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Root canal treatment after a new crown

User Level:
Patient
Posted by: meers  (3 years ago)
Hello.

I have the following problem:

Ten months ago, my dentist placed an all-ceramic crown over the next-to-last upper molar (on the right side).

I voiced my concerns several times because I had the feeling that the root was still contemplating whether it should act up or keep quiet, but the crown was placed anyway. After a few weeks, I returned to the dentist because I had the feeling that there was something going on underneath the crown, but my dentist dismissed that idea. The last time I saw the dentist because of this was in December. The X-ray didn’t show anything on the tooth, but caries were found underneath one of the fillings in a different tooth in the lower jaw. Since a friend recommended a different dentist, I went to the new dentist. He was great, by the way.

Right now, I’m suffering from a severe toothache underneath the crown. Today, I went to see my old dentist since he made the crown, and he diagnosed me with an inflammation of the root (without any X-ray (?)). After I vented my anger and after some discussion, he offered to place a new crown on the tooth after a root canal treatment (I would only have to pay material costs of 40.00 and he would assume the cost of about 300.00). However, the root canal treatment would cost 600.00.

He opened the crown with a drill (and did so in a pretty wide area) & placed a filling in the tooth.

He probably thought we had a deal with the new crown, because the hole he drilled today isn’t small!

I recently talked to my new dentist, who was appalled by the fact that only a cold test was performed, no X-ray was taken, the tooth was drilled open immediately, and that the root canal treatment is supposed to cost 600.00. He only charges 90.00 for the same treatment.

However, my new dentist is going on vacation next week, so I won’t be able to see him for 2.5 weeks. The problem is as follows now:

I have a hellish toothache that I can’t endure for 2.5 weeks. Today’s filling will supposedly only last a maximum of two weeks, and I’d really like to have a new crown (just having finished paying off the old one!), and not one with a huge filling in it.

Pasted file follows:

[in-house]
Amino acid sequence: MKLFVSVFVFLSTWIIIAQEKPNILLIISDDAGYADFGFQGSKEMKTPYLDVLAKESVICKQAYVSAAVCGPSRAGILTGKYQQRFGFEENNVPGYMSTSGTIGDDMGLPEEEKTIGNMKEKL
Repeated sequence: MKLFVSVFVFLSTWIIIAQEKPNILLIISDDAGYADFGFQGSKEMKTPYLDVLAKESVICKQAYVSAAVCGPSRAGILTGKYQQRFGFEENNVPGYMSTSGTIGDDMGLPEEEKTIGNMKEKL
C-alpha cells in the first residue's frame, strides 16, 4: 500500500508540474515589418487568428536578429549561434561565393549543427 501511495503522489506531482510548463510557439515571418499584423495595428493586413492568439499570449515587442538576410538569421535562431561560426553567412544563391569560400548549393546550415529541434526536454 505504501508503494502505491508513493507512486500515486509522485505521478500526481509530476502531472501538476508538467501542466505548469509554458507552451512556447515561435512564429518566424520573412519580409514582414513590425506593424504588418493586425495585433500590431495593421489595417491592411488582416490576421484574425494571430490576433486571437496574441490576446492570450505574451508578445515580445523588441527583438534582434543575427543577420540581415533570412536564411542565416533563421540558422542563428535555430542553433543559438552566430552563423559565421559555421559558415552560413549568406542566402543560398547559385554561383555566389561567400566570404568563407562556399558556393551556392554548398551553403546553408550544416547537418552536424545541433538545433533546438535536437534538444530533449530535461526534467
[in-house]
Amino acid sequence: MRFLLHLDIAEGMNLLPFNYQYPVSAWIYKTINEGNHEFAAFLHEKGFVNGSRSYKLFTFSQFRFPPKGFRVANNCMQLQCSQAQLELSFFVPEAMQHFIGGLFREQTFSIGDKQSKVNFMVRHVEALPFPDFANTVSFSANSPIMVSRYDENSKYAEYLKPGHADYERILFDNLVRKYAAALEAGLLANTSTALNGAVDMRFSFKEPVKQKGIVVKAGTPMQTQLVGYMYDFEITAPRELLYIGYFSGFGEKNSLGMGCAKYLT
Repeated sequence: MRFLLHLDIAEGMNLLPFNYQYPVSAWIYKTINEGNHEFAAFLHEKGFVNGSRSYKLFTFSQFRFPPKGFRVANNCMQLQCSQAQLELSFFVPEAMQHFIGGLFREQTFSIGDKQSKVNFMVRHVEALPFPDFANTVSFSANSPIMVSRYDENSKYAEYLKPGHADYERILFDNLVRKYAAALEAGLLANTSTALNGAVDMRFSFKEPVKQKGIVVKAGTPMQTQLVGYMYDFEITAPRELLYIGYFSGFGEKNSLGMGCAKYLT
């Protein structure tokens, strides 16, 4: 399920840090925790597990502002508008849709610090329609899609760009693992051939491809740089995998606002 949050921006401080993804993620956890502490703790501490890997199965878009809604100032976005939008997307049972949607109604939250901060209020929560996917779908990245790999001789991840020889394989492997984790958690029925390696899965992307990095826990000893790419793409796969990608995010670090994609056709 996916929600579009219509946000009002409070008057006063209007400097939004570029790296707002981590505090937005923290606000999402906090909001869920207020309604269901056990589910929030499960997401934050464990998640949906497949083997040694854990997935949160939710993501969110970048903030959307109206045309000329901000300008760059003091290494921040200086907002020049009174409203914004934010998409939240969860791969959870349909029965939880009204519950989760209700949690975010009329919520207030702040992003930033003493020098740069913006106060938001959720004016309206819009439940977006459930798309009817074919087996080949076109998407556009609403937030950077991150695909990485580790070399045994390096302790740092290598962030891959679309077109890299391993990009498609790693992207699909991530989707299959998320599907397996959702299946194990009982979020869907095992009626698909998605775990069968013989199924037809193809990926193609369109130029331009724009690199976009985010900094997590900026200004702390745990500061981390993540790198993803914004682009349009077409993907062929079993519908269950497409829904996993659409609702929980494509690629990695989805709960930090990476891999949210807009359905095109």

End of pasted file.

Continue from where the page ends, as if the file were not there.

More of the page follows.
My old dentist would probably laugh at me if I proposed having my root canal treatment done somewhere else, but then turn around and request that I accept his offer of a new ceramic crown for 50.00 of material costs.

Did I already mention that I’m suffering from a toothache???
User Level:
Patient
CheckDent
Dear meers,

Now I’ve talked to my new dentist, who was appalled by the fact that only a cold test was performed, no X-ray was taken, the tooth was drilled open immediately, and that the root canal treatment is supposed to cost 600.00. He only charges 90.00 for the same treatment.

Since I can’t compare the two treatments, I can’t tell you whether the price is okay or not. However, the approach – if everything took place that way – is not really “textbook-like.”

However, my new dentist will go on vacation next week, so I won’t be able to see him for 2.5 weeks. The problem now is as follows:
I have a hellish toothache that I can’t endure for 2.5 weeks. Today’s filling will supposedly only last a maximum of two weeks, and I’d really like to have a new crown (just having finished paying off the old one!) and not one with a huge filling in it.
My old dentist would probably laugh at me if I proposed having my root canal treatment done somewhere else, then turn around and request I accept his offer of a new ceramic crown for 50.00 of material costs.
Did I already mention that I’m suffering from a toothache???


I would go to the dentist who made the crown and demand my money back. Then I would go to an endodontist and would have him do everything – first the root canal and then the crown!
User Level:
Patient